I love these light fixtures that are on every street in Gastown.

Gastown is steeped in history with many old buildings. Some are not so nice and derelicts have moved in and you see some very sad sights of homeless people that gather a block away, at the end of this street, shown on the right. They seem to stick to that one end of the street, and I believe they keep them out of this area as much as possible. But, other then that, most of Gastown is made up of some very wonderful stores for shopping and many souvenir store’s that are chuck full of everything imaginable for the 2010 Winter Games.


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I was just snapping picture’s here and there. This picture above is how Tom looks in the morning and then myself!

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Silly photo’s but they caught my eye, and I snapped them!!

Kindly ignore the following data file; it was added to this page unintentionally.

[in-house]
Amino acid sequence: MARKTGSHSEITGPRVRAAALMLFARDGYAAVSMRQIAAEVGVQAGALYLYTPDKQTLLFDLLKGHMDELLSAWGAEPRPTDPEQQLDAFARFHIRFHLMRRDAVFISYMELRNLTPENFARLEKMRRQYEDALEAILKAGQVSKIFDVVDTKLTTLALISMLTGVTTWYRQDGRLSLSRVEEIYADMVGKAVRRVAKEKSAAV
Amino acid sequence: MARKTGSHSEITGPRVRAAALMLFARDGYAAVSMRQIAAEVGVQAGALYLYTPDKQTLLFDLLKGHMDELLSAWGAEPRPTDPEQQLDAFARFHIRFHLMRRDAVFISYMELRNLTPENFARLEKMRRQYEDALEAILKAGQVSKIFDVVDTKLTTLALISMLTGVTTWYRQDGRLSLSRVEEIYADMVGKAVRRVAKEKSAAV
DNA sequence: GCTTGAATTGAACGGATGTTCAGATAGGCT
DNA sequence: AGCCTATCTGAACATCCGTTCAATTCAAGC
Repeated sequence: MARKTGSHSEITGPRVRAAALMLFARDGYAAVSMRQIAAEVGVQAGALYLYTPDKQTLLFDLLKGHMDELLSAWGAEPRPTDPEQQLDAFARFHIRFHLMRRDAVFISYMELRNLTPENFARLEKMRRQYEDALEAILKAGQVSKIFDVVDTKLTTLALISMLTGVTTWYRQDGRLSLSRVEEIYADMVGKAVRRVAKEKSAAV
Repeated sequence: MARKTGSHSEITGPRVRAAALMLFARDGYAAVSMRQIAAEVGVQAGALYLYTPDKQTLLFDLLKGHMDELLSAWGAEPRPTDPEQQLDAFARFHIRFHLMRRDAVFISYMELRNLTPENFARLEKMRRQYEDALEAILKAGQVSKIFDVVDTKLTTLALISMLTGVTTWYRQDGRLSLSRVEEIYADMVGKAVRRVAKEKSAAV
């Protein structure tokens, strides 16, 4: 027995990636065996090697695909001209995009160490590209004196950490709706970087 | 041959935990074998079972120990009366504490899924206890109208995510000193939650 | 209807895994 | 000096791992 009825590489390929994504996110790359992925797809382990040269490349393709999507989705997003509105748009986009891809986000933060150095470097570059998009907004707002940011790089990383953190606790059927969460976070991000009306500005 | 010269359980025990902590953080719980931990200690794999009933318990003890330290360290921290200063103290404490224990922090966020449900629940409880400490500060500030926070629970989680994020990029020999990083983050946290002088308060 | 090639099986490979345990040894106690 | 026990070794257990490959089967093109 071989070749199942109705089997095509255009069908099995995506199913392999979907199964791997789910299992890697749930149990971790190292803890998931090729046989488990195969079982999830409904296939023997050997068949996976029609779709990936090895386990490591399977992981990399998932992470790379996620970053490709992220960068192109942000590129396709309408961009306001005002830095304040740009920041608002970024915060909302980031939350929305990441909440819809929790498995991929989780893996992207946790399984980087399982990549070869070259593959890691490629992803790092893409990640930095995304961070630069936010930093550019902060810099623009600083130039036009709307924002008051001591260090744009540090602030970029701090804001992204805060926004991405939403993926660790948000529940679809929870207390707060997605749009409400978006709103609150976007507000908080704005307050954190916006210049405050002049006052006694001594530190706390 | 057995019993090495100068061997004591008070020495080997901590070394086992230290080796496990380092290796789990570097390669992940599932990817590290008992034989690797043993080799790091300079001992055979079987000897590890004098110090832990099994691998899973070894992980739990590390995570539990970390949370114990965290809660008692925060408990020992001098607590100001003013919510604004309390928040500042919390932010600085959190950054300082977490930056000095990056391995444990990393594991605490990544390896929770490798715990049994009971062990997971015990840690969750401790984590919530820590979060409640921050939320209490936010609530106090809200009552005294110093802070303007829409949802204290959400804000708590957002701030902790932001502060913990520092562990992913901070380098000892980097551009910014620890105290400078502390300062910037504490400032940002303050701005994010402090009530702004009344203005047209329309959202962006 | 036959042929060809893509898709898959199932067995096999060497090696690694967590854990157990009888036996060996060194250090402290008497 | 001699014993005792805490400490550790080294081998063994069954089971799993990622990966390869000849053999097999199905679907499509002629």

Woodward’s Department Store

Vancouver seems to have a love for Woodward’s, and I do remember this store, when we lived here for a short time in 1965, but I guess not long enough to appreciate this old landmark. I can still remember the jingle “Dollar 99 day’s….Woodward’s”.

The building was built in 1903 by Charles Woodward as the second location for the Woodward's department store. Woodward's pioneered the concept of one-stop shopping; the store included a food floor which was at the time North America's largest supermarket, household items, men's and women's fashion, and provided cheque cashing, travel booking and other services. The store was well-known for carrying a large variety of goods that were not available anywhere else. The store soon became a feature attraction in Vancouver, and it expanded over 12 separate phases to a final size of 12 stories. It occupied approximately 2/3 of the city block. The popularity of Woodward's attracted many other businesses to the area. In 1944 the landmark "W" was installed on the top of the building on a 25 metre replica of the Eiffel Tower, replacing a pre-war searchlight-beacon which had until then been the building's hallmark. The beacon, which was visible at night from as far away as Abbotsford and Mission, was shut down at the beginning of World War II because of its potential use as a landmark for aerial attacks.